According to Schapira and Dwek, their recipes are divinely inspired: “We always say that our ideas aren’t ours. We can be totally stumped, but then Hashem [God] inserts something brilliant into our heads. We owe Him credit for every little teaspoon in this book.”
Butternut Squash, Beet and Arugula Salad
This salad is based on a recipe by chef Sean Sheridan of the Skirball Cultural Center. To vary the salad, Sheridan sometimes adds a layer of yellow tomato or roasted yellow beet slices. He flavors the salad with cherry balsamic vinegar, but told us that we can use ordinary balsamic vinegar and cook it until it is syrupy in consistency. Assemble the salad in individual ring molds to make salad stacks as in the recipe, or serve it on a platter, following Note C below. Choose a butternut squash with a long neck to get round slices.
Makes 6 servings
❖ 1 butternut squash❖ 1 to 2 Tbsp. extra virgin olive oil ❖ Salt and freshly ground pepper to taste ❖ Sugar to taste ❖ 1 large red beet ❖ Basil oil (see Note A below) ❖ 1 large Hass avocado, cut into cubes (optional) ❖ 2 to 3 cups baby arugula or coarsely cut regular arugula; or 4 or 5 cups if serving the salad on a platter ❖ Reduced balsamic vinegar (see Note B below) ❖ Fresh basil leaves (for garnish)
Preheat oven to 180ºC (350ºF). Peel butternut squash and cut neck into rounds about 1 cm. (½ inch) thick. (You can slice the rest of the squash and roast it along with the rounds, and save it for other dishes.) Coat the butternut squash with olive oil, season with salt and pepper, and sprinkle with a pinch of sugar on both sides. Set the rounds on a baking sheet and bake about 20 minutes or until soft.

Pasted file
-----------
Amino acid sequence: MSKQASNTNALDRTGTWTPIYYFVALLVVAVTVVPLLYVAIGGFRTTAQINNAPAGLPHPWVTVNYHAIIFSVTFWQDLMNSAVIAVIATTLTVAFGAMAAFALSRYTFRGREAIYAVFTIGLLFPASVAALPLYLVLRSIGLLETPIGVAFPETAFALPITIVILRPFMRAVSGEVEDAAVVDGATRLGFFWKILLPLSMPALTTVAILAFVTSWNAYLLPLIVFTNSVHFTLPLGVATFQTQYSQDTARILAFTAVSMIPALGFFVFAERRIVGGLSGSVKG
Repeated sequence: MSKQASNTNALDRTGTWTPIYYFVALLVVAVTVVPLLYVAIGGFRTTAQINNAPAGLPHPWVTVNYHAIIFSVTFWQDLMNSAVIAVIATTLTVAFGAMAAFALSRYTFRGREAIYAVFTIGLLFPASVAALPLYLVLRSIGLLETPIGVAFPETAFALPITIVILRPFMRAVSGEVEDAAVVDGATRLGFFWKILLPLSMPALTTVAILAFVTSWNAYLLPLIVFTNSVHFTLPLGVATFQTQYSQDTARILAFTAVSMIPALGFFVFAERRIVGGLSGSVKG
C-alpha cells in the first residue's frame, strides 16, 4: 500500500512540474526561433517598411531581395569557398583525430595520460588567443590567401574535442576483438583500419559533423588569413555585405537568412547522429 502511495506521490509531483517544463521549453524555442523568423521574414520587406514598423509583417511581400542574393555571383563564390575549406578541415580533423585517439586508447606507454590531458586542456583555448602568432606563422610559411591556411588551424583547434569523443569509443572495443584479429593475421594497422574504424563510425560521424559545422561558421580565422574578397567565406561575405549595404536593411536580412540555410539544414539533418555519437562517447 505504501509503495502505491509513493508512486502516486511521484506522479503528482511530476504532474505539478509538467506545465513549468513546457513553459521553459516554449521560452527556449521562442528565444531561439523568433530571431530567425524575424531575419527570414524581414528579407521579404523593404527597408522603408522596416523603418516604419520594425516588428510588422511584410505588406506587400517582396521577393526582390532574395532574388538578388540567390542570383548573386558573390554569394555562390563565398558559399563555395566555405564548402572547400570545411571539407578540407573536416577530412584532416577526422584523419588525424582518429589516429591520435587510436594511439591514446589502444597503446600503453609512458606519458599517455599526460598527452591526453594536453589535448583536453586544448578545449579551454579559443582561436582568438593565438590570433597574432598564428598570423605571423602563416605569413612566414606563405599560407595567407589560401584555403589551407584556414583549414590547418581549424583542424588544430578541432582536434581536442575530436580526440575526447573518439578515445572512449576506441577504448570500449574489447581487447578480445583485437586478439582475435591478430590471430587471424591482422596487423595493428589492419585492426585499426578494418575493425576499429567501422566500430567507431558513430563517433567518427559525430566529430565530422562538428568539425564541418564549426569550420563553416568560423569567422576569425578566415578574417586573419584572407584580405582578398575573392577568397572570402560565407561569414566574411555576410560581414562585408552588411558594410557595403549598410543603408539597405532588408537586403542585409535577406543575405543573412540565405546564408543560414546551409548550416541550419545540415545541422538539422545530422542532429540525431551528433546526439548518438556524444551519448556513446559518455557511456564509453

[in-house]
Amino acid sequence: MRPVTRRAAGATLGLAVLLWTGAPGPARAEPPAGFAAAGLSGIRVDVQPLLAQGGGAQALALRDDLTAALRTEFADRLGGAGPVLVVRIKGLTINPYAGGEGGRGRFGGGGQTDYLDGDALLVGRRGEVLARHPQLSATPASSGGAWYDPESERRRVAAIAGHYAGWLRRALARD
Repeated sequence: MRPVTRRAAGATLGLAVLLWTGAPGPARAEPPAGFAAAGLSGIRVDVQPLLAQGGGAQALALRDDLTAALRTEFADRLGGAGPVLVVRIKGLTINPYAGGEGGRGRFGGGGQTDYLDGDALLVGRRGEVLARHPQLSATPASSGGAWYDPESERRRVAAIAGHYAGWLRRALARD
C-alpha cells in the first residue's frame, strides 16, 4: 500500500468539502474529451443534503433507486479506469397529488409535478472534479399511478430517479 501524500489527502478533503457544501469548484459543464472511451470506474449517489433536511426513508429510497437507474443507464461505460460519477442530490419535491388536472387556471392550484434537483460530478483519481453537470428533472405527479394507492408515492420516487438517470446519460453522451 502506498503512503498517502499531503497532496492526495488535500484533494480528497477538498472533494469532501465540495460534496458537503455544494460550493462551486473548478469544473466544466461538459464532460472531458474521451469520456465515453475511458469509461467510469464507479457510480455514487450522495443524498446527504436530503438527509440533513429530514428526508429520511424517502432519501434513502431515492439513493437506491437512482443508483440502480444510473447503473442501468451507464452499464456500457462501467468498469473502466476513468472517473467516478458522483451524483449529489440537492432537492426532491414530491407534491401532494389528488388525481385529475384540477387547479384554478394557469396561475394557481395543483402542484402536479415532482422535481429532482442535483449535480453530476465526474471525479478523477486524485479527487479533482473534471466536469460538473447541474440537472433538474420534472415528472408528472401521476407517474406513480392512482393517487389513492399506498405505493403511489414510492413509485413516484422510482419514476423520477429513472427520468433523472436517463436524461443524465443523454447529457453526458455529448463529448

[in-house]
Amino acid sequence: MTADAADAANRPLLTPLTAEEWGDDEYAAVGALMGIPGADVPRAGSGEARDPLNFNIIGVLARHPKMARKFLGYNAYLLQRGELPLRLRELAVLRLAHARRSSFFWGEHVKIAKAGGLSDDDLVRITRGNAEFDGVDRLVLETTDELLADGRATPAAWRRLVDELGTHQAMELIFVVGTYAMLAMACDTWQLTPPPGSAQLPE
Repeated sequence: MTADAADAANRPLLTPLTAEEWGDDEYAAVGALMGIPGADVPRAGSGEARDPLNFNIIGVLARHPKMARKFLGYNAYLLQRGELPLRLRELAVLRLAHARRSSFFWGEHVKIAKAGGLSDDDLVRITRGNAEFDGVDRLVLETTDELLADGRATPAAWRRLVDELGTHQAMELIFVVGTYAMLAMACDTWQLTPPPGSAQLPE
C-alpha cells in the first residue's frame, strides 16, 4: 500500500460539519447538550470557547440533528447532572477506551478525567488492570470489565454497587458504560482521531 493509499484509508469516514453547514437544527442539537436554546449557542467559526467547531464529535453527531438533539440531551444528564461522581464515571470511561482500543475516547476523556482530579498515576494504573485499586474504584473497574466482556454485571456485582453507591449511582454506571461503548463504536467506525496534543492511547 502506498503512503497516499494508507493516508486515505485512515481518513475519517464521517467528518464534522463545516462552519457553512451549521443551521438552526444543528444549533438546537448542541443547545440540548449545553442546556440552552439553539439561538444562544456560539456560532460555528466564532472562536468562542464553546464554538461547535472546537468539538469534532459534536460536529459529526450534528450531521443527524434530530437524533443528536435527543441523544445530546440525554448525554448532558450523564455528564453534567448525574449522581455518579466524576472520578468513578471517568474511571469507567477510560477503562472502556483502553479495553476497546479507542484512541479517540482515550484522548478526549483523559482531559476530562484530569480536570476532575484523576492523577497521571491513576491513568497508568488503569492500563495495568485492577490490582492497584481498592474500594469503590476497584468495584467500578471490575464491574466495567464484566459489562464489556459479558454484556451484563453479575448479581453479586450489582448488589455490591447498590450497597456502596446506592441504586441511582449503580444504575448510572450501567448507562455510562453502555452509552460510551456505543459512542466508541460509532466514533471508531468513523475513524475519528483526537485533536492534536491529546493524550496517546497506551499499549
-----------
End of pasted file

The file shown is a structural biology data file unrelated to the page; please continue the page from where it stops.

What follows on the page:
Coat the beet with olive oil, season it with salt and pepper, and wrap it in foil. Bake it for 45 minutes or until tender.
Make basil oil: See Note A below.
When beet is tender, rub it with paper towels until its skin comes off. Cut the beet into 6 disks about 1 cm. (½ inch) wide; cut the remainder of the beet into small cubes.
If you want to assemble the salads as towers, prepare 6 individual ring molds and set each on a plate. Cut the squash and beets into disks with a round cookie cutter, slightly smaller in diameter than the molds. Season the squash and beet rounds lightly with the reduced balsamic vinegar, salt and pepper. Assemble them in layers in each ring mold as follows: first a beet disk, then arugula to make a layer of about 2.5 cm. (1 inch), then diced avocados, finally a squash disk. Refrigerate molds for 30 minutes.
Remove molds and place salads on serving plates. Sprinkle the diced beet cubes on top. Drizzle with balsamic vinegar and with basil oil. Garnish each portion with a fresh basil leaf.
A) Basil oil: Chop 1 bunch of parsley. Add to a pan of boiling water and boil for 30 seconds. Transfer parsley to a bowl of ice water to cool. Drain well. Roughly chop 1 bunch of basil.